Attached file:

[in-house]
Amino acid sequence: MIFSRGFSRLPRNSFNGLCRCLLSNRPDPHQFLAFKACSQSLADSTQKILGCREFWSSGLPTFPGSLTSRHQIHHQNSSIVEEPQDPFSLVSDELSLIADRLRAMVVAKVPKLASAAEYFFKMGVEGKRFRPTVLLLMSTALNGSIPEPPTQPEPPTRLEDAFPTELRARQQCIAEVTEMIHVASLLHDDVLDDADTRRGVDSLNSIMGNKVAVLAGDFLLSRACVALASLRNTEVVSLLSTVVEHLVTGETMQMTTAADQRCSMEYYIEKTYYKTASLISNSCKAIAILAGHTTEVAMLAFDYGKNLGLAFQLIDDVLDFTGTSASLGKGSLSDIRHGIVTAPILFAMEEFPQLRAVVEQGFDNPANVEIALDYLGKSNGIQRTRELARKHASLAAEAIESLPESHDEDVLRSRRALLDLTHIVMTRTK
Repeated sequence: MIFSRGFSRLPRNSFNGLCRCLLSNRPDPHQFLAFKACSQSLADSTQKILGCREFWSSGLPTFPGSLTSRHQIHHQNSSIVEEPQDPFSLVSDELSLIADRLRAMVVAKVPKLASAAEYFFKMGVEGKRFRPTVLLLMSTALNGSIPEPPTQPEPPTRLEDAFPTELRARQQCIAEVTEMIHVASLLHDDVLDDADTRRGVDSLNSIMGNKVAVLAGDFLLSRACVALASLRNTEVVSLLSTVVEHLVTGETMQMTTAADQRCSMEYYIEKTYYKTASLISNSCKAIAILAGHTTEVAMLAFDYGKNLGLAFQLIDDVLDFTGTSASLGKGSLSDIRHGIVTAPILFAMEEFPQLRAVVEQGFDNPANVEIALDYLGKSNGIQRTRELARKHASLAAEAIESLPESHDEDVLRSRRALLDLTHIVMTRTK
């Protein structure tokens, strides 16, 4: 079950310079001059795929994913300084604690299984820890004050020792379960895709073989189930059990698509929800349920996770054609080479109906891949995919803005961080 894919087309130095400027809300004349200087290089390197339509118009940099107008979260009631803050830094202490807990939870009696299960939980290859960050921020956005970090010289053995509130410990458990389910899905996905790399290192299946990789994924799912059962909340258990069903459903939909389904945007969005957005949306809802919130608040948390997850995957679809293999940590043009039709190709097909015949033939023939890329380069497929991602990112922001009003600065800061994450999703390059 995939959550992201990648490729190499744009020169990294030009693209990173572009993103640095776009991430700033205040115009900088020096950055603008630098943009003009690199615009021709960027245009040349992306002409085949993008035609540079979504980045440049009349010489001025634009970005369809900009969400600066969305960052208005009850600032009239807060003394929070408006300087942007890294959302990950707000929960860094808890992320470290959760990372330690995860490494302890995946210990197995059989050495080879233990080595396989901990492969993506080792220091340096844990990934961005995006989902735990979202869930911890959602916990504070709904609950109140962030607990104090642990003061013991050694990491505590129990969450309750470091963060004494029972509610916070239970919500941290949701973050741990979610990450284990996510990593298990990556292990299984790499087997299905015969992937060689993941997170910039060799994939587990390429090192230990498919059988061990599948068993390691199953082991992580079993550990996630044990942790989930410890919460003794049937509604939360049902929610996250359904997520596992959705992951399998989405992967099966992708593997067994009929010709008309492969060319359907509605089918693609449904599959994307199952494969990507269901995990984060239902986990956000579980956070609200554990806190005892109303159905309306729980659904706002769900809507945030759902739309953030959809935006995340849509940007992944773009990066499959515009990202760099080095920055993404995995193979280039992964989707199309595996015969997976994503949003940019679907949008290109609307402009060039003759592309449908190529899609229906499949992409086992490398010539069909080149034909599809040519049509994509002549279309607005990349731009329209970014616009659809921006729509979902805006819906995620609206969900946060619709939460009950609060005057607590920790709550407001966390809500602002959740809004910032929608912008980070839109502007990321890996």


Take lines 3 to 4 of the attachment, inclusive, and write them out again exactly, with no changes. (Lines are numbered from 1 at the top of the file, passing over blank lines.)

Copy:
Repeated sequence: MIFSRGFSRLPRNSFNGLCRCLLSNRPDPHQFLAFKACSQSLADSTQKILGCREFWSSGLPTFPGSLTSRHQIHHQNSSIVEEPQDPFSLVSDELSLIADRLRAMVVAKVPKLASAAEYFFKMGVEGKRFRPTVLLLMSTALNGSIPEPPTQPEPPTRLEDAFPTELRARQQCIAEVTEMIHVASLLHDDVLDDADTRRGVDSLNSIMGNKVAVLAGDFLLSRACVALASLRNTEVVSLLSTVVEHLVTGETMQMTTAADQRCSMEYYIEKTYYKTASLISNSCKAIAILAGHTTEVAMLAFDYGKNLGLAFQLIDDVLDFTGTSASLGKGSLSDIRHGIVTAPILFAMEEFPQLRAVVEQGFDNPANVEIALDYLGKSNGIQRTRELARKHASLAAEAIESLPESHDEDVLRSRRALLDLTHIVMTRTK
């Protein structure tokens, strides 16, 4: 079950310079001059795929994913300084604690299984820890004050020792379960895709073989189930059990698509929800349920996770054609080479109906891949995919803005961080 894919087309130095400027809300004349200087290089390197339509118009940099107008979260009631803050830094202490807990939870009696299960939980290859960050921020956005970090010289053995509130410990458990389910899905996905790399290192299946990789994924799912059962909340258990069903459903939909389904945007969005957005949306809802919130608040948390997850995957679809293999940590043009039709190709097909015949033939023939890329380069497929991602990112922001009003600065800061994450999703390059 995939959550992201990648490729190499744009020169990294030009693209990173572009993103640095776009991430700033205040115009900088020096950055603008630098943009003009690199615009021709960027245009040349992306002409085949993008035609540079979504980045440049009349010489001025634009970005369809900009969400600066969305960052208005009850600032009239807060003394929070408006300087942007890294959302990950707000929960860094808890992320470290959760990372330690995860490494302890995946210990197995059989050495080879233990080595396989901990492969993506080792220091340096844990990934961005995006989902735990979202869930911890959602916990504070709904609950109140962030607990104090642990003061013991050694990491505590129990969450309750470091963060004494029972509610916070239970919500941290949701973050741990979610990450284990996510990593298990990556292990299984790499087997299905015969992937060689993941997170910039060799994939587990390429090192230990498919059988061990599948068993390691199953082991992580079993550990996630044990942790989930410890919460003794049937509604939360049902929610996250359904997520596992959705992951399998989405992967099966992708593997067994009929010709008309492969060319359907509605089918693609449904599959994307199952494969990507269901995990984060239902986990956000579980956070609200554990806190005892109303159905309306729980659904706002769900809507945030759902739309953030959809935006995340849509940007992944773009990066499959515009990202760099080095920055993404995995193979280039992964989707199309595996015969997976994503949003940019679907949008290109609307402009060039003759592309449908190529899609229906499949992409086992490398010539069909080149034909599809040519049509994509002549279309607005990349731009329209970014616009659809921006729509979902805006819906995620609206969900946060619709939460009950609060005057607590920790709550407001966390809500602002959740809004910032929608912008980070839109502007990321890996």